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Reversing pessimism will take time
Greg Doering
Greg Doering

Rural America has always been inhabited by optimists. People who accepted living in remote corners of the country came with challenges and even a little loneliness. Maybe they didn’t have any better options, like the homesteaders who populated Kansas. Or maybe they understood they were trading one set of challenges for another and, like a weed, loneliness can take root about anywhere.

My recent travels have made it clear that nothing has really changed, at least in rural Kansas. The optimists are still there. So are the challenges, but the biggest problem is the same as it’s always been. There’s simply not enough people to fulfill all of the opportunities available in the small cities, unincorporated towns and farms that dot the landscape across the countryside.

Time after time, it’s the same story. Jobs are plentiful, but the bodies to fill them aren’t there. The jobs not being done are across all sectors and all pay scales, from professionals like doctors, lawyers and veterinarians to blue collar workers like truck drivers, plumbers and welders.

The journey to these shortages has been slow. As difficult as it is to attract someone new to a small town, it can often be harder to retain someone who already lives there. I’m a perfect example. It was always explicit I’d leave my small town to attend college. That was the message I heard from the time I started kindergarten until I graduated high school.

I assumed leaving was a one-way ticket because the chorus was leave and get an education. There was no verse encouraging me to return, and I’ve met plenty of colleagues with similar backgrounds who heard the same song.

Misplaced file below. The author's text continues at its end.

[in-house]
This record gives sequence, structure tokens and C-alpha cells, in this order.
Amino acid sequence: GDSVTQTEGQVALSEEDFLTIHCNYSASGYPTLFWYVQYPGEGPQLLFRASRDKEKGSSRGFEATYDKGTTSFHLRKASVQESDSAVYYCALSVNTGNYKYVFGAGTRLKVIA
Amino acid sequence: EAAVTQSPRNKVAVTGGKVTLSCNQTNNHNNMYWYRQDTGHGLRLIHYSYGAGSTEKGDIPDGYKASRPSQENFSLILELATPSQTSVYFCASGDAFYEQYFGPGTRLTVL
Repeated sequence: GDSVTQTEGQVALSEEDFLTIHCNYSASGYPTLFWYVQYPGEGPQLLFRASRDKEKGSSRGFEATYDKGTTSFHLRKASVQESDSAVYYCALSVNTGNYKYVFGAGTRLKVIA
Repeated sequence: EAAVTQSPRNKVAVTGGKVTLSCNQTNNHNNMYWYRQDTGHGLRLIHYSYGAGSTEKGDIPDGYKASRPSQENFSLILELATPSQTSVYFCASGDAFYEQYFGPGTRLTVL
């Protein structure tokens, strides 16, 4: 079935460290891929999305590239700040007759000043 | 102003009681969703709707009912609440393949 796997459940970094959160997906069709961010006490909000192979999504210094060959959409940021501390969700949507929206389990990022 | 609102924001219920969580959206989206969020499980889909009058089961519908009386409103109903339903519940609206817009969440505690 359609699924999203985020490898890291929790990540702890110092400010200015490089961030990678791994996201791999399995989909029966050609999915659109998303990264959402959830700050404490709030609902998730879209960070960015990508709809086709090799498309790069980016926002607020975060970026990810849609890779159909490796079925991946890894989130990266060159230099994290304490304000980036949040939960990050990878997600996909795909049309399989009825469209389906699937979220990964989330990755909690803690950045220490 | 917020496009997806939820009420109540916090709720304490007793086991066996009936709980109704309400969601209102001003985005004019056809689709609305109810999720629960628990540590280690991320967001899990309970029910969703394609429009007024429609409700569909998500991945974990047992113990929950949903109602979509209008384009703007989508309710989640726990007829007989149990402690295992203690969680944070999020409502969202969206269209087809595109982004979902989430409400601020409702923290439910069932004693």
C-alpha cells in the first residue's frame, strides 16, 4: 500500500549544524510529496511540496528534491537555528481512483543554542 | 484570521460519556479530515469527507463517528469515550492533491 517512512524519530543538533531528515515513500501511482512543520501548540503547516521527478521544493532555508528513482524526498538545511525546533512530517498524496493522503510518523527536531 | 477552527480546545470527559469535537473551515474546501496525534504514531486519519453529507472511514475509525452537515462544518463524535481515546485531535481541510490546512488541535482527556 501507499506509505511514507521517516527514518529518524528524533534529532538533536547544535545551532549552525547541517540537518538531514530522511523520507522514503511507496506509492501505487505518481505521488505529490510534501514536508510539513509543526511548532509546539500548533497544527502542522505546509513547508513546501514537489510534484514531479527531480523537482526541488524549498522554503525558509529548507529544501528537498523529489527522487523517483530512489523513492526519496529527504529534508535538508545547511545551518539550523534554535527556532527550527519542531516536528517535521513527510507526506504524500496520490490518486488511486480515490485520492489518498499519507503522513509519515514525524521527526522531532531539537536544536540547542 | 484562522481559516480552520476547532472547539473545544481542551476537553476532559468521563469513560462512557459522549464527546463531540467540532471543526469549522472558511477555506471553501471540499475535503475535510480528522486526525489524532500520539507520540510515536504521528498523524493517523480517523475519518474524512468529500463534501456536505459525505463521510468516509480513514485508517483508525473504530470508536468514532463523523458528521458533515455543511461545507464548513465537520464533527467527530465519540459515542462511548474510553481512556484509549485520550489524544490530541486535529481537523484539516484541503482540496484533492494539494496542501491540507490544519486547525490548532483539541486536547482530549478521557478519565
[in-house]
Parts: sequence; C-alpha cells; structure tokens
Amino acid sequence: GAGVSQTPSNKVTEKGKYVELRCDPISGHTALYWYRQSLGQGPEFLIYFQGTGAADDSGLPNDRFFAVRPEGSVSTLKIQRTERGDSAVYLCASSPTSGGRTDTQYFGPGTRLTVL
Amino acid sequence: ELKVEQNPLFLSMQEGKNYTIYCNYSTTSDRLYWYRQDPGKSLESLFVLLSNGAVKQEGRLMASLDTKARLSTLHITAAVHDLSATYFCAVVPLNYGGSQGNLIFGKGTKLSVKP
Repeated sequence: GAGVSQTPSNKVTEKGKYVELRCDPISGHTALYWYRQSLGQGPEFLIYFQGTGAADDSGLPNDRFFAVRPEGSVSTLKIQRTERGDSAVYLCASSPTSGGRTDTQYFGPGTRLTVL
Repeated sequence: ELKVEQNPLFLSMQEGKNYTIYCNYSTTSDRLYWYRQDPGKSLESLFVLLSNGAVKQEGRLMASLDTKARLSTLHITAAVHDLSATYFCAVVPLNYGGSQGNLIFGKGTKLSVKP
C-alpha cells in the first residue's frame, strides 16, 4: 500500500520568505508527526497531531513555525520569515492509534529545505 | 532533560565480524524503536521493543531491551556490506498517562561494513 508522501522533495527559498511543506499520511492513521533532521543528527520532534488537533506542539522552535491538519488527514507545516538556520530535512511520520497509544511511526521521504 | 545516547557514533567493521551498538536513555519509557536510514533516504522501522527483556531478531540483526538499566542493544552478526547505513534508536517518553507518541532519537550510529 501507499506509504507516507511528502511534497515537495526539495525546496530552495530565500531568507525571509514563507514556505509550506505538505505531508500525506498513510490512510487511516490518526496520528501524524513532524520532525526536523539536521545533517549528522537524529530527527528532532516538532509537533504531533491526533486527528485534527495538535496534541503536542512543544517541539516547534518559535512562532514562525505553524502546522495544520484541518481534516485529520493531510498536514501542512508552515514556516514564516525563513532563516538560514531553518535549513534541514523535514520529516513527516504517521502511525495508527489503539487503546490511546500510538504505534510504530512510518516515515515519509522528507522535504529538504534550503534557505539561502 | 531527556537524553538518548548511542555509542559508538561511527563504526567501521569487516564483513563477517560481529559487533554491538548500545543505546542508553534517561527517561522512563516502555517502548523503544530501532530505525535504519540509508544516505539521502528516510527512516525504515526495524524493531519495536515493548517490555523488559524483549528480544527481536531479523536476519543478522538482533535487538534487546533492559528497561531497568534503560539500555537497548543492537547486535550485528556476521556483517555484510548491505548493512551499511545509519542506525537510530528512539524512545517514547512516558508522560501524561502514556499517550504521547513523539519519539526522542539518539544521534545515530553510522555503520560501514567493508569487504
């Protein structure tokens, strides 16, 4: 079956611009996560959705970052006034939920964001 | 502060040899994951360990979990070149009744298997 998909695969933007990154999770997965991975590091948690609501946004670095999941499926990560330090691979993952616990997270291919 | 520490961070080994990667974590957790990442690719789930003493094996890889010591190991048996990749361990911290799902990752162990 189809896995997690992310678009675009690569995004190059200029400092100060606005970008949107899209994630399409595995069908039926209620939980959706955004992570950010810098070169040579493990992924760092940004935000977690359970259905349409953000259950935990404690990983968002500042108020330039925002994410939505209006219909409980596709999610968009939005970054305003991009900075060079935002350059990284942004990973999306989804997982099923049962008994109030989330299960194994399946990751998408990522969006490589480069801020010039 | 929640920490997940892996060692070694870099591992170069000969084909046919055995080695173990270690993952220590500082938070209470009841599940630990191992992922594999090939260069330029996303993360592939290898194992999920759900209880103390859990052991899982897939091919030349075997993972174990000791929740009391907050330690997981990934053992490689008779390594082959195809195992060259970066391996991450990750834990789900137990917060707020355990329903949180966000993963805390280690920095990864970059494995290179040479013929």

So, most of us left, got our degrees and went searching for opportunities elsewhere. We got married, had kids and settled into comfortable lives elsewhere.

I suspect this is partly because more populous places seemed more prosperous to those of us in our youth. Life was a lot less convenient as a teenager when the nearest movie theatre was 30 miles away and your favorite restaurant was a similar distance in the other direction.

We were searching for amenities our towns didn’t offer. No one considered why they weren’t available or what message was received by our wanting.

Maybe because I’m now older, I look at things differently. In my recent travels it’s evident people are noticing the little things and working to find solutions. There’s efforts to keeps schools open, secure the local grocery store or help an entrepreneur get established on Main Street.

The negatives of rural life are now treated as temporary obstacles that can be overcome. This includes recasting nothing as one of the key amenities of living in a small town, like no traffic, no waiting and no commute.

Reversing a generation or two of pessimism will take time, but I’m optimistic it’s possible. Maybe rural Kansas creates optimists rather than attracts them. Afterall, it’s tough to not be filled with hope after seeing all the opportunities available. Now we just need others to notice.

“Insight” is a weekly column published by Kansas Farm Bureau, the state’s largest farm organization whose mission is to strengthen agriculture and the lives of Kansans through advocacy, education and service. This week’s column is by Greg Doering, Kansas Farm Bureau. Visit